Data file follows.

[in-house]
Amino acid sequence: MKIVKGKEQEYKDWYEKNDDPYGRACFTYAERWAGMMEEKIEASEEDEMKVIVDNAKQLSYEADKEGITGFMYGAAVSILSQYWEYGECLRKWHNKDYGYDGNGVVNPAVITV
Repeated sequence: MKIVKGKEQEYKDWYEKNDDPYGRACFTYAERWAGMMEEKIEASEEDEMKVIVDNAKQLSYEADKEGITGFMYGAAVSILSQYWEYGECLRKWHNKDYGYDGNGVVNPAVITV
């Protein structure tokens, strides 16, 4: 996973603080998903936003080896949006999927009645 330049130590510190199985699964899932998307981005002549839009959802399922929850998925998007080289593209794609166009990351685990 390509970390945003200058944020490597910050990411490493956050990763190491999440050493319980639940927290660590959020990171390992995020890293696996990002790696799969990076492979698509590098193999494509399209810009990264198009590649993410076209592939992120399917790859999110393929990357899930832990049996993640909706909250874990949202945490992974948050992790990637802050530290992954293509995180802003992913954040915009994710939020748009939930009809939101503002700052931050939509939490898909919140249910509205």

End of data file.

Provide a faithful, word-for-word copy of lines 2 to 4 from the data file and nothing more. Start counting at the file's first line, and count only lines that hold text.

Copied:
Amino acid sequence: MKIVKGKEQEYKDWYEKNDDPYGRACFTYAERWAGMMEEKIEASEEDEMKVIVDNAKQLSYEADKEGITGFMYGAAVSILSQYWEYGECLRKWHNKDYGYDGNGVVNPAVITV
Repeated sequence: MKIVKGKEQEYKDWYEKNDDPYGRACFTYAERWAGMMEEKIEASEEDEMKVIVDNAKQLSYEADKEGITGFMYGAAVSILSQYWEYGECLRKWHNKDYGYDGNGVVNPAVITV
């Protein structure tokens, strides 16, 4: 996973603080998903936003080896949006999927009645 330049130590510190199985699964899932998307981005002549839009959802399922929850998925998007080289593209794609166009990351685990 390509970390945003200058944020490597910050990411490493956050990763190491999440050493319980639940927290660590959020990171390992995020890293696996990002790696799969990076492979698509590098193999494509399209810009990264198009590649993410076209592939992120399917790859999110393929990357899930832990049996993640909706909250874990949202945490992974948050992790990637802050530290992954293509995180802003992913954040915009994710939020748009939930009809939101503002700052931050939509939490898909919140249910509205």